Column: True courage on display
It is said that in order to understand another person, you must walk a mile in their shoes. In this often challenging, divisive culture, the Barrington Times is creating a new column in an effort to …
Column: True courage on display
It is said that in order to understand another person, you must walk a mile in their shoes. In this often challenging, divisive culture, the Barrington Times is creating a new column in an effort to promote communication, camaraderie and understanding of others’ circumstances. “In Their Shoes” will highlight the unique story of a person or persons whom the reader might otherwise not know about or understand.
In this first column, you will walk a mile in my shoes.
We all have life moments that help to shape who we become. Some are joyous. Others are hideous, but they remain wedged in our psyches. The following is one of my life moments. Well, it’s not entirely mine. In fact, it really belongs to my middle son, Jesse. But the impact the story had on me and who I have become is indelible and undeniable. It changed everything. In an instant.
A voice student of mine was in the world premiere of a children’s opera called Summer of the Swans, a story about a mute, autistic boy named Charlie who is sent to his grandmother’s house for the summer as his father deals with the recent death of the boy’s mother. When life becomes too overwhelming for Charlie, he runs away in the middle of the night to the pond where he loves to observe the swans. The story focuses on Charlie and how terrified he is alone in the dark. Of course, in the end, his family finds him and necessary lessons are learned.
As I said, my student was in the show, as was I, so Jesse decided he wanted to be involved as well. Because he wasn’t a huge fan of singing, Jesse was cast as mute Charlie. Rehearsals went well, as did the performances. Then the company went on the road to perform at various schools in an effort to promote and educate.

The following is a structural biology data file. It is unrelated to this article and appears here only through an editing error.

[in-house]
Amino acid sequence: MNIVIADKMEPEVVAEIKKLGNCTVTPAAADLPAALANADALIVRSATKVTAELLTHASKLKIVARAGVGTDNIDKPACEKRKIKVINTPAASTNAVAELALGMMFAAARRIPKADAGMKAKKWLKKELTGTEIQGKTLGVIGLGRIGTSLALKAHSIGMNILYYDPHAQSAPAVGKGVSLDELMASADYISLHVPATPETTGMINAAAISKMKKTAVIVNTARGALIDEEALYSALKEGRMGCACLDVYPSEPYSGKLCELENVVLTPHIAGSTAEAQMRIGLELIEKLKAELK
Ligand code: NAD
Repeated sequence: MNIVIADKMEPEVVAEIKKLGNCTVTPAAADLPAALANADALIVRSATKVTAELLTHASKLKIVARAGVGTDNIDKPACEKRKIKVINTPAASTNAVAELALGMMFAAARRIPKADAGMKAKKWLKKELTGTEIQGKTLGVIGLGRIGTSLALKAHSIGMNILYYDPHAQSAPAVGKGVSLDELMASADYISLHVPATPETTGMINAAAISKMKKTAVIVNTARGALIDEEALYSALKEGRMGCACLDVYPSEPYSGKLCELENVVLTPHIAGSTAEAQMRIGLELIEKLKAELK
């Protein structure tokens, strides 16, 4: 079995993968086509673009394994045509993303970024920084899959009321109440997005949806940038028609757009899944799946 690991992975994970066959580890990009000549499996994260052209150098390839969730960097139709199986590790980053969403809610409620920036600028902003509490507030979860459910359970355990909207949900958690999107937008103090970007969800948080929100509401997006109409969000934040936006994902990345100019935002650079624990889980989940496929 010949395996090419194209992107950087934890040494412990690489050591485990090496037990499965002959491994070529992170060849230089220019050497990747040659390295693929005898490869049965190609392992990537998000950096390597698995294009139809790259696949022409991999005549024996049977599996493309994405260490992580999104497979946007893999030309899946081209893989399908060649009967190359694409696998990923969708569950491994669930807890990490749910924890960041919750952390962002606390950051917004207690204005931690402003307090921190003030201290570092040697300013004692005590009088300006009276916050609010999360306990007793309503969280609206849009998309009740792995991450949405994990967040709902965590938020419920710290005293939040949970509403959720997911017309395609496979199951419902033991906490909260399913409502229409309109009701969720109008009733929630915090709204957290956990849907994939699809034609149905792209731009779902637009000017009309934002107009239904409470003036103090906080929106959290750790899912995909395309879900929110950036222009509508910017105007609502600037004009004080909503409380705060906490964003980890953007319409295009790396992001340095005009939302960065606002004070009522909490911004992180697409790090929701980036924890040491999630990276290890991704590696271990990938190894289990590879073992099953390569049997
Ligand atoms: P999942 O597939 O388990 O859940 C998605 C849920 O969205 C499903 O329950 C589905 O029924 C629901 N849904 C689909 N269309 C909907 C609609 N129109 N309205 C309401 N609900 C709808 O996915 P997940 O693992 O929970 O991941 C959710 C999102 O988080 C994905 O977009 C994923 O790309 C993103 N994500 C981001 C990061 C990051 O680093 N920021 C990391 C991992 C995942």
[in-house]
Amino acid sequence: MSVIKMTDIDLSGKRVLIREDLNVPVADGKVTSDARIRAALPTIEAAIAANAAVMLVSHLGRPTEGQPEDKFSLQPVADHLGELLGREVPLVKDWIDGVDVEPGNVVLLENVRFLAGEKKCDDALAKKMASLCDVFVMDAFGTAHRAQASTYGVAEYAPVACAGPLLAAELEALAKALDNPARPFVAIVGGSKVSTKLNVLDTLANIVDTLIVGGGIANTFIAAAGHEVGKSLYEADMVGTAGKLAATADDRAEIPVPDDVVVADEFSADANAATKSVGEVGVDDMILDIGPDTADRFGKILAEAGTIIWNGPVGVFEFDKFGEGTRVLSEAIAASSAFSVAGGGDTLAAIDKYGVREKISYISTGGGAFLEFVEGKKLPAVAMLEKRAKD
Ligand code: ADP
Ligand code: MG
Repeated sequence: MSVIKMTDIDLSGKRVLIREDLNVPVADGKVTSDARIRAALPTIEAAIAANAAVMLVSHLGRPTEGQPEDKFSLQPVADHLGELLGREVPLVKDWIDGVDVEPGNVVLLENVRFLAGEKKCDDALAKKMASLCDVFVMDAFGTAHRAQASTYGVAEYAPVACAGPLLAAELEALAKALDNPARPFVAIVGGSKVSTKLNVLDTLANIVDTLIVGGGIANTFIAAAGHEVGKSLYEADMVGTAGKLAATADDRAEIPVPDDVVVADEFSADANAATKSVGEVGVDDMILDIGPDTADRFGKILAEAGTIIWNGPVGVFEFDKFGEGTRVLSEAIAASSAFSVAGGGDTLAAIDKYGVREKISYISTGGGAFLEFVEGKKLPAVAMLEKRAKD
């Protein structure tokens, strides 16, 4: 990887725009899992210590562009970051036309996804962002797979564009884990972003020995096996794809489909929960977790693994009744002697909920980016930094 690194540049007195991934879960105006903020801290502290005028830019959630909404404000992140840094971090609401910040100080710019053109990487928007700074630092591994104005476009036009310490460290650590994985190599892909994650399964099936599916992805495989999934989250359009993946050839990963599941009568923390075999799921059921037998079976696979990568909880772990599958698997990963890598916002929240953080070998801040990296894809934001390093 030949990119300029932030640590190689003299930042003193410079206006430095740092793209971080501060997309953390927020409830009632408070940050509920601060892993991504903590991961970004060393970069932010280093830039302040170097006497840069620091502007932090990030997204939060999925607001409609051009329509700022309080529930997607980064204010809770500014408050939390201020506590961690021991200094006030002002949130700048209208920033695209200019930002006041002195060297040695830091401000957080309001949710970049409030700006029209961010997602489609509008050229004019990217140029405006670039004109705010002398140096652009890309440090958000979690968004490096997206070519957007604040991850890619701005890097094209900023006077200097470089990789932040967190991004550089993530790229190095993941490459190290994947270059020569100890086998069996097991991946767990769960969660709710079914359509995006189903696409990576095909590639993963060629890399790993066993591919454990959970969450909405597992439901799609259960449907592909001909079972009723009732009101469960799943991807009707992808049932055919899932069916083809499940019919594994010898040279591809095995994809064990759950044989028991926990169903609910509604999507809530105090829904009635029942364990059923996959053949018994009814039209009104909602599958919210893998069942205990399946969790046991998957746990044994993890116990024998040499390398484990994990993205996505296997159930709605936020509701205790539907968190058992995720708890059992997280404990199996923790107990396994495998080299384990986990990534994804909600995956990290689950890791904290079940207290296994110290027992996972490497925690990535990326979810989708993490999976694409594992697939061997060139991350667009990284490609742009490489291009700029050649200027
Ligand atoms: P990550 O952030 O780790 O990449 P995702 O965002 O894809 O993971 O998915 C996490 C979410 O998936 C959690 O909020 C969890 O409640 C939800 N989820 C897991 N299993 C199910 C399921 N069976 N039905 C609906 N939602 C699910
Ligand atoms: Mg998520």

At a middle school, approximately two hundred children were gathered on the bleachers. We were introduced and our producer talked about opera and summarized Summer of the Swans, then asked if there were any questions.
An eighth grader raised his hand and stood. He was a tall, broad kid who snickered with his friends prior to taking the microphone to ask his question. I rolled my eyes internally as I assumed he would ask a ridiculous question meant to entertain his friends and get a good laugh. But instead he said, “Yeah. I have a question for the kid who played Charlie.”
My maternal hackles went up. Jesse had been bullied by kids like this his entire life. I gritted my teeth, ready to jump in if necessary. The kid continued, “What was it like to play Charlie and how did you relate to how he felt?”
Over four hundred eyes focused on my ten-year-old, diminutive son. He took the microphone and turned his incredibly large blue eyes toward me. The look was so intent, as if were asking me for something. My eyes searched his, trying to discern his need. Finally, I simply nodded. I remember thinking, “You can do this, Jess. You got this.” He took a deep breath, blew it out and then spoke directly into the microphone.